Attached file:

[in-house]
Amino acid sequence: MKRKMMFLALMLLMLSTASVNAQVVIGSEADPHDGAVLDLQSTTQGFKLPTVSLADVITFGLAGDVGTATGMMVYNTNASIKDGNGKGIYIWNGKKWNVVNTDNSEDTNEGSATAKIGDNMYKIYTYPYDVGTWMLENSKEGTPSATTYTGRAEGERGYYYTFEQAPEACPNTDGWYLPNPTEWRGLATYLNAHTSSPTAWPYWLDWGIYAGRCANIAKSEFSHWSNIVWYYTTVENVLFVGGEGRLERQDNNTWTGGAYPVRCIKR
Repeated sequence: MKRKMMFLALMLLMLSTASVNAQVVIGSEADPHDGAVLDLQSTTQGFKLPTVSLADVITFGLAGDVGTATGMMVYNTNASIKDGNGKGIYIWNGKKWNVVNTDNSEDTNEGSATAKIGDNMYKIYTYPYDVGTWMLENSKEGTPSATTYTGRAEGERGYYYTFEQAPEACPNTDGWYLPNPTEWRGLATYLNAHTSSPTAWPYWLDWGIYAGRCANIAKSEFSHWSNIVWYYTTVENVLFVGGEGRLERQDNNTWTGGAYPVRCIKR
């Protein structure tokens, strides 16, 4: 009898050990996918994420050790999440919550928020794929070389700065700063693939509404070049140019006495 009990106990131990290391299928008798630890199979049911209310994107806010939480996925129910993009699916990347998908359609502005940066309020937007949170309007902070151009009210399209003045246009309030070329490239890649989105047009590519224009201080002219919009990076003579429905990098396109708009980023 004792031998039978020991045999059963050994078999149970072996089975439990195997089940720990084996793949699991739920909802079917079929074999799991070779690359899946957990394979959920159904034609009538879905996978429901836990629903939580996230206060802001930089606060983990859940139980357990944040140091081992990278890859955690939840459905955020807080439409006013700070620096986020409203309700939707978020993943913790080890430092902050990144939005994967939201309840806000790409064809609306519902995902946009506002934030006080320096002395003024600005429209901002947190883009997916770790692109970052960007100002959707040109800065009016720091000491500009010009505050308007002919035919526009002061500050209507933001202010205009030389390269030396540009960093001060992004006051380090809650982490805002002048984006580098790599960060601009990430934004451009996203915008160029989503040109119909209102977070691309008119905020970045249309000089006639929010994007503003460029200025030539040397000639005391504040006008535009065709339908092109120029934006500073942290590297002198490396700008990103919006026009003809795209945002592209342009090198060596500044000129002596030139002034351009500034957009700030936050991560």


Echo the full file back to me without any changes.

[in-house]
Amino acid sequence: MKRKMMFLALMLLMLSTASVNAQVVIGSEADPHDGAVLDLQSTTQGFKLPTVSLADVITFGLAGDVGTATGMMVYNTNASIKDGNGKGIYIWNGKKWNVVNTDNSEDTNEGSATAKIGDNMYKIYTYPYDVGTWMLENSKEGTPSATTYTGRAEGERGYYYTFEQAPEACPNTDGWYLPNPTEWRGLATYLNAHTSSPTAWPYWLDWGIYAGRCANIAKSEFSHWSNIVWYYTTVENVLFVGGEGRLERQDNNTWTGGAYPVRCIKR
Repeated sequence: MKRKMMFLALMLLMLSTASVNAQVVIGSEADPHDGAVLDLQSTTQGFKLPTVSLADVITFGLAGDVGTATGMMVYNTNASIKDGNGKGIYIWNGKKWNVVNTDNSEDTNEGSATAKIGDNMYKIYTYPYDVGTWMLENSKEGTPSATTYTGRAEGERGYYYTFEQAPEACPNTDGWYLPNPTEWRGLATYLNAHTSSPTAWPYWLDWGIYAGRCANIAKSEFSHWSNIVWYYTTVENVLFVGGEGRLERQDNNTWTGGAYPVRCIKR
């Protein structure tokens, strides 16, 4: 009898050990996918994420050790999440919550928020794929070389700065700063693939509404070049140019006495 009990106990131990290391299928008798630890199979049911209310994107806010939480996925129910993009699916990347998908359609502005940066309020937007949170309007902070151009009210399209003045246009309030070329490239890649989105047009590519224009201080002219919009990076003579429905990098396109708009980023 004792031998039978020991045999059963050994078999149970072996089975439990195997089940720990084996793949699991739920909802079917079929074999799991070779690359899946957990394979959920159904034609009538879905996978429901836990629903939580996230206060802001930089606060983990859940139980357990944040140091081992990278890859955690939840459905955020807080439409006013700070620096986020409203309700939707978020993943913790080890430092902050990144939005994967939201309840806000790409064809609306519902995902946009506002934030006080320096002395003024600005429209901002947190883009997916770790692109970052960007100002959707040109800065009016720091000491500009010009505050308007002919035919526009002061500050209507933001202010205009030389390269030396540009960093001060992004006051380090809650982490805002002048984006580098790599960060601009990430934004451009996203915008160029989503040109119909209102977070691309008119905020970045249309000089006639929010994007503003460029200025030539040397000639005391504040006008535009065709339908092109120029934006500073942290590297002198490396700008990103919006026009003809795209945002592209342009090198060596500044000129002596030139002034351009500034957009700030936050991560």